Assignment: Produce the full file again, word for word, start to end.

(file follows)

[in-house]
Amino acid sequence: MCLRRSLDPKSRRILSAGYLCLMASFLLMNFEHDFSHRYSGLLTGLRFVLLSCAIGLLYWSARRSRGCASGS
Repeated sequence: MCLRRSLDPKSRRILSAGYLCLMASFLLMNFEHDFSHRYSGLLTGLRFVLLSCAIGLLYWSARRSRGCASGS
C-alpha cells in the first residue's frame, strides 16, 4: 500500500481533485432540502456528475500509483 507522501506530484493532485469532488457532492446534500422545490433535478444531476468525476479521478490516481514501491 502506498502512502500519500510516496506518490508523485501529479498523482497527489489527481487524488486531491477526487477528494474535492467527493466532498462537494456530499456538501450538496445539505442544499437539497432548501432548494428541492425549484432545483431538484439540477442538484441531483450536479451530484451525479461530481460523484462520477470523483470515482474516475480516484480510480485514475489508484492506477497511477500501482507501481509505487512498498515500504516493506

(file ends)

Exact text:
[in-house]
Amino acid sequence: MCLRRSLDPKSRRILSAGYLCLMASFLLMNFEHDFSHRYSGLLTGLRFVLLSCAIGLLYWSARRSRGCASGS
Repeated sequence: MCLRRSLDPKSRRILSAGYLCLMASFLLMNFEHDFSHRYSGLLTGLRFVLLSCAIGLLYWSARRSRGCASGS
C-alpha cells in the first residue's frame, strides 16, 4: 500500500481533485432540502456528475500509483 507522501506530484493532485469532488457532492446534500422545490433535478444531476468525476479521478490516481514501491 502506498502512502500519500510516496506518490508523485501529479498523482497527489489527481487524488486531491477526487477528494474535492467527493466532498462537494456530499456538501450538496445539505442544499437539497432548501432548494428541492425549484432545483431538484439540477442538484441531483450536479451530484451525479461530481460523484462520477470523483470515482474516475480516484480510480485514475489508484492506477497511477500501482507501481509505487512498498515500504516493506